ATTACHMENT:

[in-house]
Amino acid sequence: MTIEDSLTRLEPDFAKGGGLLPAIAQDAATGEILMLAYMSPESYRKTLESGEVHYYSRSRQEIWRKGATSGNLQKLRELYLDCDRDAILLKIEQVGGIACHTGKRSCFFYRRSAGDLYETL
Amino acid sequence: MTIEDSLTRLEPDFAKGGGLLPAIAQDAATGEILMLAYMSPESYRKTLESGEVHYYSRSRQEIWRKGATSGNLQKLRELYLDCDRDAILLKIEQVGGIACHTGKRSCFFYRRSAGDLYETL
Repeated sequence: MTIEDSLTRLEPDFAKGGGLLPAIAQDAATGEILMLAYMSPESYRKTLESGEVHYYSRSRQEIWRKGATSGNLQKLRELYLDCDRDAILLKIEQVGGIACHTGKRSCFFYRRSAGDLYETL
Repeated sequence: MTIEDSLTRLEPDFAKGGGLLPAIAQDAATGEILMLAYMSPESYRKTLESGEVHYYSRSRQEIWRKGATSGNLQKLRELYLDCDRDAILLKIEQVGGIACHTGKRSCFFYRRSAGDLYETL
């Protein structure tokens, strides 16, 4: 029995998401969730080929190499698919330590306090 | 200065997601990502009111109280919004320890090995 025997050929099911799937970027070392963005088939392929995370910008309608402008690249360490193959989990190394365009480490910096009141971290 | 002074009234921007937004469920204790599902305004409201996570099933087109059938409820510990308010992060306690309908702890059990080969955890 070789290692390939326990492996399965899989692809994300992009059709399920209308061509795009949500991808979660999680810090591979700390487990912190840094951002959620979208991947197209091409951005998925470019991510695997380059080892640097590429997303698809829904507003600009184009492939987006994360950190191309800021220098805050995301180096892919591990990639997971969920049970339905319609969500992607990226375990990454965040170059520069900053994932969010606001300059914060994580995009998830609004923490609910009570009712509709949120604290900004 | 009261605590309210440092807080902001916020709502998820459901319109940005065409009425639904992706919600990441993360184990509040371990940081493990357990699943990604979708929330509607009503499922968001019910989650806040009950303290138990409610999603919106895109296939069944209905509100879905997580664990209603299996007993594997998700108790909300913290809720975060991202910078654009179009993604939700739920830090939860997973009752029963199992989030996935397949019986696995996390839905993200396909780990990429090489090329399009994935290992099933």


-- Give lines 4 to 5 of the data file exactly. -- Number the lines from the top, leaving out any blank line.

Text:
Repeated sequence: MTIEDSLTRLEPDFAKGGGLLPAIAQDAATGEILMLAYMSPESYRKTLESGEVHYYSRSRQEIWRKGATSGNLQKLRELYLDCDRDAILLKIEQVGGIACHTGKRSCFFYRRSAGDLYETL
Repeated sequence: MTIEDSLTRLEPDFAKGGGLLPAIAQDAATGEILMLAYMSPESYRKTLESGEVHYYSRSRQEIWRKGATSGNLQKLRELYLDCDRDAILLKIEQVGGIACHTGKRSCFFYRRSAGDLYETL